How, indeed?

Seth built two desks beneath the girls’ loft beds and rigged a rope swing for them to twirl on, perching on the knotted seat. He hung a shelf to hold their Madame Alexander dolls, my own dolls unwrapped from cartons brought from my mother’s house, their American Girl dolls. All were frequently taken down and played with vigorously, quarrels about who would be Jo March or Marie Antoinette. Against one wall, the wooden kitchen—a stove and three stacked baskets with a shelf on top. A gourmet restaurant, the kitchen for Ma and Pa Ingalls, Cinderella’s domain, a center of pretend. And behind the kitchen, in another corner, a stage, about eight inches off the ground, carpeted in maroon plush pile, designed for plays, with drawers beneath to hold dress up clothes and costumes.

So much of the detritus of the girls’ lives came with us to Ohio, parked here in our basement, testament to time passing. Somehow, when we left NYC, we never did the purging I imagine other families doing; we just carted it all here in a moving van.  We discovered a waste-basket, still full of trash, when we unpacked. Well-organized families weed things out, re-organize, move forward. That is hard for us. Today, however, we make a start, pack up some bins, sort and consider, give away or move to storage.

Miranda is not much taller than she was when we moved her eleven years ago. But she has become an adult. Competent, confident, smart, empathetic, she has taken up her grown up life on the Upper West Side, a boomerang returning to its point of origin. Some days, I imagine her moving through her life, discovering the city once again as I did when I moved there at 23.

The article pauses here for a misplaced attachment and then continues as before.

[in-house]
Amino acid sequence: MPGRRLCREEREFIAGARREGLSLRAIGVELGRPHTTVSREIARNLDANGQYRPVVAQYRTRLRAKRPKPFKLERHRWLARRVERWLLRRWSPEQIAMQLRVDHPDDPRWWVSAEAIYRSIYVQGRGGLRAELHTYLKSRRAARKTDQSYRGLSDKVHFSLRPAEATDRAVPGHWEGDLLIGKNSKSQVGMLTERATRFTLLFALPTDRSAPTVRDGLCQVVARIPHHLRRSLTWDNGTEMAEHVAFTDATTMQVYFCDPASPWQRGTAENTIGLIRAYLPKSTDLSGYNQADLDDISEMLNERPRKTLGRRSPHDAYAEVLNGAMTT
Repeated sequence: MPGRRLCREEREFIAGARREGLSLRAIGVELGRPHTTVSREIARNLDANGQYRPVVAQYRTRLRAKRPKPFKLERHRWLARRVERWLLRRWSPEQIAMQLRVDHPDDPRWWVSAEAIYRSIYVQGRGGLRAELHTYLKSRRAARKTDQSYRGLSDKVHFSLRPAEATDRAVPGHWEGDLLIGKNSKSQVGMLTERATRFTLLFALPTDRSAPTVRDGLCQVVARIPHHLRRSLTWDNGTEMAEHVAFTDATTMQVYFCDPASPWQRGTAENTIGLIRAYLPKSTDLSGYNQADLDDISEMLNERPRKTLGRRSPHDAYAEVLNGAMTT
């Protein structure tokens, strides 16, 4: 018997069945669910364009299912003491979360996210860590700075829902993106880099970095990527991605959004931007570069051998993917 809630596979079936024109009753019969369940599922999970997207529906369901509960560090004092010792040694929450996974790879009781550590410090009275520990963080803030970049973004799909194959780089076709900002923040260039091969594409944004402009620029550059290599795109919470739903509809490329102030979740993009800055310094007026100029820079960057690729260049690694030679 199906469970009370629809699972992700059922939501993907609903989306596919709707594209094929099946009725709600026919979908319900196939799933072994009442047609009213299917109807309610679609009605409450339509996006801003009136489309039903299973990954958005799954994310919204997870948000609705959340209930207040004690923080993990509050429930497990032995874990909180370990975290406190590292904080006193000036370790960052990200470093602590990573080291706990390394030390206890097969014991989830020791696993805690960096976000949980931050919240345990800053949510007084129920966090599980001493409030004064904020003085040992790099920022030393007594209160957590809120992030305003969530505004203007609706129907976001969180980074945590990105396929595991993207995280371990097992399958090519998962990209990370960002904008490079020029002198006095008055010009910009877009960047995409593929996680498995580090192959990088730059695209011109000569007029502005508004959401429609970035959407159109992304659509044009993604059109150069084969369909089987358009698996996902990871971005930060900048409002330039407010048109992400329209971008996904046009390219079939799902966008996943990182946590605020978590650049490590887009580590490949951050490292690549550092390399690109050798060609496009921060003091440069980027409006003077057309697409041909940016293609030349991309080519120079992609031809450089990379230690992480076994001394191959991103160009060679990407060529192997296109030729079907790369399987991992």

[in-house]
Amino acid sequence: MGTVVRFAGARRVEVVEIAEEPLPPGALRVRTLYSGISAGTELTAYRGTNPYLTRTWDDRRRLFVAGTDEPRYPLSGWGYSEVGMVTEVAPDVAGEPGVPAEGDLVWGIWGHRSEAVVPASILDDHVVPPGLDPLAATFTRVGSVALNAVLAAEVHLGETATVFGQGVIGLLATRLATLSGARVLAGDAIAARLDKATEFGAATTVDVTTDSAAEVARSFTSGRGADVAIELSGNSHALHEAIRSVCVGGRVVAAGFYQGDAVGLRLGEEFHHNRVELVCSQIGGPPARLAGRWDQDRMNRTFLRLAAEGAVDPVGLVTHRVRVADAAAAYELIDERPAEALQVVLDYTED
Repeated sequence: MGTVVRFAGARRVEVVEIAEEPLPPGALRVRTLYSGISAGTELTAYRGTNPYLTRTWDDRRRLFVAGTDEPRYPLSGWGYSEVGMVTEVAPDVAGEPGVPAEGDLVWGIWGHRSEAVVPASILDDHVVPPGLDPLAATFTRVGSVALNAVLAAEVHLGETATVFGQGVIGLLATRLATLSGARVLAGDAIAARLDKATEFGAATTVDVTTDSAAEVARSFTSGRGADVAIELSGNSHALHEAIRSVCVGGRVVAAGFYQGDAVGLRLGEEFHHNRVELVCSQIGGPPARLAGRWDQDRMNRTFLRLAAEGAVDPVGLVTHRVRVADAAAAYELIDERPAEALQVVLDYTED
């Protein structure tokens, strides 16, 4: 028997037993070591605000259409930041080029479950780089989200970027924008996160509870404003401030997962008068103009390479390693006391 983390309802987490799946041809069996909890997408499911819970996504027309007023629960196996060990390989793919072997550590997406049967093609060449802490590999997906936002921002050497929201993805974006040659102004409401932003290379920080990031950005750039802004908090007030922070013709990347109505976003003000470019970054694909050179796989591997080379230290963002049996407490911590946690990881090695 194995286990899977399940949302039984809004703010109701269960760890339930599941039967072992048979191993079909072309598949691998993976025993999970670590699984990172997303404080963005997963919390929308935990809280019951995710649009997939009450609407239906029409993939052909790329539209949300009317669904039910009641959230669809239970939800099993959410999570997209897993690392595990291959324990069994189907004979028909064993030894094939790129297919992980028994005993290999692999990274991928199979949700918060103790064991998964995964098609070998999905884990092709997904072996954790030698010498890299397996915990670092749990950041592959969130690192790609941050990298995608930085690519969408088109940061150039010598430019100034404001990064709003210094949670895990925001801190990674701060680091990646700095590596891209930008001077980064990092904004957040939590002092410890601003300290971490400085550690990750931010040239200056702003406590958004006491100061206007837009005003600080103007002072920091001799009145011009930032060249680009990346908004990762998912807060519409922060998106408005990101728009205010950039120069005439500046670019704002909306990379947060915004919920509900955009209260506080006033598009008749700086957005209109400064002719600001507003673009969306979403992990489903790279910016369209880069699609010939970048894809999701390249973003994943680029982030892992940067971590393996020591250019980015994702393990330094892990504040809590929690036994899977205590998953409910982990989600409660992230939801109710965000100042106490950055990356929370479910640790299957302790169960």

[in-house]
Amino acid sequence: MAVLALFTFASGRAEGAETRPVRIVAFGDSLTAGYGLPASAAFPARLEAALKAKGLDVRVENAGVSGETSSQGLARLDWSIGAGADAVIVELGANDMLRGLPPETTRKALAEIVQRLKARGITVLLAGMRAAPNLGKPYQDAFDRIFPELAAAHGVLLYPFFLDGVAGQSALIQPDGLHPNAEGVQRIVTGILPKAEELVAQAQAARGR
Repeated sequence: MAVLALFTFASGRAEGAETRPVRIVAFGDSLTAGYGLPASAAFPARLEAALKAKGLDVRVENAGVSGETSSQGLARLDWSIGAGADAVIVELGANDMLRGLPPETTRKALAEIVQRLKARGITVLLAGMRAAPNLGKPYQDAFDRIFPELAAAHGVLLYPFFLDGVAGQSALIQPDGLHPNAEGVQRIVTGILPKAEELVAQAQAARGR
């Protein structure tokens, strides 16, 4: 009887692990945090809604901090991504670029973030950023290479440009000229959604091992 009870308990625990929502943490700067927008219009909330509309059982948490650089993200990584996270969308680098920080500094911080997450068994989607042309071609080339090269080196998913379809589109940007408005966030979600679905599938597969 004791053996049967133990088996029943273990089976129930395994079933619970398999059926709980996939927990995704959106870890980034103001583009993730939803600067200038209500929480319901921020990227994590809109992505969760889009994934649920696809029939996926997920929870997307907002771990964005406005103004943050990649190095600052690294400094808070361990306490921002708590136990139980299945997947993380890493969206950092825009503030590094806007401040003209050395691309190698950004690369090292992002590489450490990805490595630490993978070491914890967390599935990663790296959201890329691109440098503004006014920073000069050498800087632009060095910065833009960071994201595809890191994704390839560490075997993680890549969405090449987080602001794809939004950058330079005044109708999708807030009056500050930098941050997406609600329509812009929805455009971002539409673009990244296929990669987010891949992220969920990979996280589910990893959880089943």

I used to listen to the girls playing at the dollhouse in that second apartment; Seth secured it against a door we did not use, a little nook for make-believe. I hear them playing:

“I’m the Mommy,” asserts Miranda.

“No, I am,” bleats Cordelia

“Mommy is busy right now, girls.  Can’t you entertain yourselves?” scolds Miranda in my voice. At my desk, I freeze.

“Say the part about having too much work to do,” hisses Cordelia.

“I have too much work to do, girls.  Stop fussing at me.  No more TV.  Clean up your room.”

Harpy, shrew, tired working Mom. Guilty as charged. Many years later, I hear that voice coming from my mouth still, fussing at my son.

“Can’t you please pick up your shin guards and put things back into your soccer bag, Atticus?  Hush, Daddy’s resting. No, you may not have a cupcake before dinner.”

Remembering that conversation by the dollhouse makes my heart sting. We don’t get do-overs as parents; we carry the past with us the whole time, moments swim back to us as we stand by the sink, arms deep in suds, washing up, calling up, the past. Memory reminds me how fast the time goes, how few opportunities we get to mother better. In a different life, years later, I still ache to be a different version of that doll-house mother, even as I rinse the foamy suds away, dry and place the little dishes in a clean box.


About the Author

Ann Klotz

I am a mother, teacher, writer and live in Shaker Heights, OH, where I am the Head of Laurel School, an all girls' school. My house is full of books and tiny rescue dogs. My work has appeared in Brevity Blog, Mothers Always Write, Community Works Institute Journal, Independent School Magazine. I blog semi-regularly for the Huffington Post.